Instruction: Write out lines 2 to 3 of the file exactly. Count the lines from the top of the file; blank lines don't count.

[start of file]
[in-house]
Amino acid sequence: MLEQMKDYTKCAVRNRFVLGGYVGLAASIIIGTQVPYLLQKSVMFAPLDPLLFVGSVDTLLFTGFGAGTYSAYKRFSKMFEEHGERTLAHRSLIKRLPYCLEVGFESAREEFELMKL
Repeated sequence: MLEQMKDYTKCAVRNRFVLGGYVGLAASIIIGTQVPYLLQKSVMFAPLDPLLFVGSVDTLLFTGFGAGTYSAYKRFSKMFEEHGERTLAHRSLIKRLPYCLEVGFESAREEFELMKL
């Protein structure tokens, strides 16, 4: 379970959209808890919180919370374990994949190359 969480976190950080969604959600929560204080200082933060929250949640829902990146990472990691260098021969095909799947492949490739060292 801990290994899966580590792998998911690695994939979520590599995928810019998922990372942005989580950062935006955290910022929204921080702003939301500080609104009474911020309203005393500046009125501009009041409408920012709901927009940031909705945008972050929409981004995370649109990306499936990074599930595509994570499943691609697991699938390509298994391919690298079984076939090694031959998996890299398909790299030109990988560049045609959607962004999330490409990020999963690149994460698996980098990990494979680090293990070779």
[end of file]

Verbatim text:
Amino acid sequence: MLEQMKDYTKCAVRNRFVLGGYVGLAASIIIGTQVPYLLQKSVMFAPLDPLLFVGSVDTLLFTGFGAGTYSAYKRFSKMFEEHGERTLAHRSLIKRLPYCLEVGFESAREEFELMKL
Repeated sequence: MLEQMKDYTKCAVRNRFVLGGYVGLAASIIIGTQVPYLLQKSVMFAPLDPLLFVGSVDTLLFTGFGAGTYSAYKRFSKMFEEHGERTLAHRSLIKRLPYCLEVGFESAREEFELMKL